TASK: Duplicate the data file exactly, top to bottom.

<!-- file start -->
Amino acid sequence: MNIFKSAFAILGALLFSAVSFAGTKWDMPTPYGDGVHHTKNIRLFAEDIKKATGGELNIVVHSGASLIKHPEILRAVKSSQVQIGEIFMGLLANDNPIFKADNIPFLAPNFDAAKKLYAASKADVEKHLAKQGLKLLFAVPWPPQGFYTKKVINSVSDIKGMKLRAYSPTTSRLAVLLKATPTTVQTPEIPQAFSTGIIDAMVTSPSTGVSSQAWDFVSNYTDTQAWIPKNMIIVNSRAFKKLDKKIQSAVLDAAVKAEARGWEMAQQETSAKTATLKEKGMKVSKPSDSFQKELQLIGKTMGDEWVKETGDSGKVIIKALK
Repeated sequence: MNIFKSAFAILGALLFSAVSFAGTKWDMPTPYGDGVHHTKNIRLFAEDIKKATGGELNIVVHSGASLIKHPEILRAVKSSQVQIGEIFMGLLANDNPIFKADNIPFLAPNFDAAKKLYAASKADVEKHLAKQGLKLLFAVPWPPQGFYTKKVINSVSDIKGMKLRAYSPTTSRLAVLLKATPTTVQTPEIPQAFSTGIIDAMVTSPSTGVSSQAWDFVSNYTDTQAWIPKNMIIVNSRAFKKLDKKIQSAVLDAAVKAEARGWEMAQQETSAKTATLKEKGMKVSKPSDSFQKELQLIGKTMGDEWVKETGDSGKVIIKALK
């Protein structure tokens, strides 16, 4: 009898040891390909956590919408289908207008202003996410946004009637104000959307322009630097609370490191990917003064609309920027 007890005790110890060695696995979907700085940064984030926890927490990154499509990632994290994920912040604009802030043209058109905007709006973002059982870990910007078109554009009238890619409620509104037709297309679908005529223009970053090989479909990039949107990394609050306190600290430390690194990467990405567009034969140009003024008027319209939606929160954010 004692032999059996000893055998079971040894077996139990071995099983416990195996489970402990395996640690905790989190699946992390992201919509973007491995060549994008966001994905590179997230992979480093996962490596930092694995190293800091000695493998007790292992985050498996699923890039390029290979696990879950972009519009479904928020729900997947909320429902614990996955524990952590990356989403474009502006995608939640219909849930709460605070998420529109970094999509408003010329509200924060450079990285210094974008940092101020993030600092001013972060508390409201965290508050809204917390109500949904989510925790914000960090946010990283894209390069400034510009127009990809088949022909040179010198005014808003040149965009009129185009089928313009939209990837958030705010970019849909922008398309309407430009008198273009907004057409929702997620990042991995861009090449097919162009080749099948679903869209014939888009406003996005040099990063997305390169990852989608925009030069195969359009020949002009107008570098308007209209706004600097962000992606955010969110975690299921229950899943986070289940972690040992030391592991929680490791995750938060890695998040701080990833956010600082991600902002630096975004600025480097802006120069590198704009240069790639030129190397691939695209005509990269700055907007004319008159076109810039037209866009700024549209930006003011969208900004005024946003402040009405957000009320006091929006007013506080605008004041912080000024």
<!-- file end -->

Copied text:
Amino acid sequence: MNIFKSAFAILGALLFSAVSFAGTKWDMPTPYGDGVHHTKNIRLFAEDIKKATGGELNIVVHSGASLIKHPEILRAVKSSQVQIGEIFMGLLANDNPIFKADNIPFLAPNFDAAKKLYAASKADVEKHLAKQGLKLLFAVPWPPQGFYTKKVINSVSDIKGMKLRAYSPTTSRLAVLLKATPTTVQTPEIPQAFSTGIIDAMVTSPSTGVSSQAWDFVSNYTDTQAWIPKNMIIVNSRAFKKLDKKIQSAVLDAAVKAEARGWEMAQQETSAKTATLKEKGMKVSKPSDSFQKELQLIGKTMGDEWVKETGDSGKVIIKALK
Repeated sequence: MNIFKSAFAILGALLFSAVSFAGTKWDMPTPYGDGVHHTKNIRLFAEDIKKATGGELNIVVHSGASLIKHPEILRAVKSSQVQIGEIFMGLLANDNPIFKADNIPFLAPNFDAAKKLYAASKADVEKHLAKQGLKLLFAVPWPPQGFYTKKVINSVSDIKGMKLRAYSPTTSRLAVLLKATPTTVQTPEIPQAFSTGIIDAMVTSPSTGVSSQAWDFVSNYTDTQAWIPKNMIIVNSRAFKKLDKKIQSAVLDAAVKAEARGWEMAQQETSAKTATLKEKGMKVSKPSDSFQKELQLIGKTMGDEWVKETGDSGKVIIKALK
């Protein structure tokens, strides 16, 4: 009898040891390909956590919408289908207008202003996410946004009637104000959307322009630097609370490191990917003064609309920027 007890005790110890060695696995979907700085940064984030926890927490990154499509990632994290994920912040604009802030043209058109905007709006973002059982870990910007078109554009009238890619409620509104037709297309679908005529223009970053090989479909990039949107990394609050306190600290430390690194990467990405567009034969140009003024008027319209939606929160954010 004692032999059996000893055998079971040894077996139990071995099983416990195996489970402990395996640690905790989190699946992390992201919509973007491995060549994008966001994905590179997230992979480093996962490596930092694995190293800091000695493998007790292992985050498996699923890039390029290979696990879950972009519009479904928020729900997947909320429902614990996955524990952590990356989403474009502006995608939640219909849930709460605070998420529109970094999509408003010329509200924060450079990285210094974008940092101020993030600092001013972060508390409201965290508050809204917390109500949904989510925790914000960090946010990283894209390069400034510009127009990809088949022909040179010198005014808003040149965009009129185009089928313009939209990837958030705010970019849909922008398309309407430009008198273009907004057409929702997620990042991995861009090449097919162009080749099948679903869209014939888009406003996005040099990063997305390169990852989608925009030069195969359009020949002009107008570098308007209209706004600097962000992606955010969110975690299921229950899943986070289940972690040992030391592991929680490791995750938060890695998040701080990833956010600082991600902002630096975004600025480097802006120069590198704009240069790639030129190397691939695209005509990269700055907007004319008159076109810039037209866009700024549209930006003011969208900004005024946003402040009405957000009320006091929006007013506080605008004041912080000024």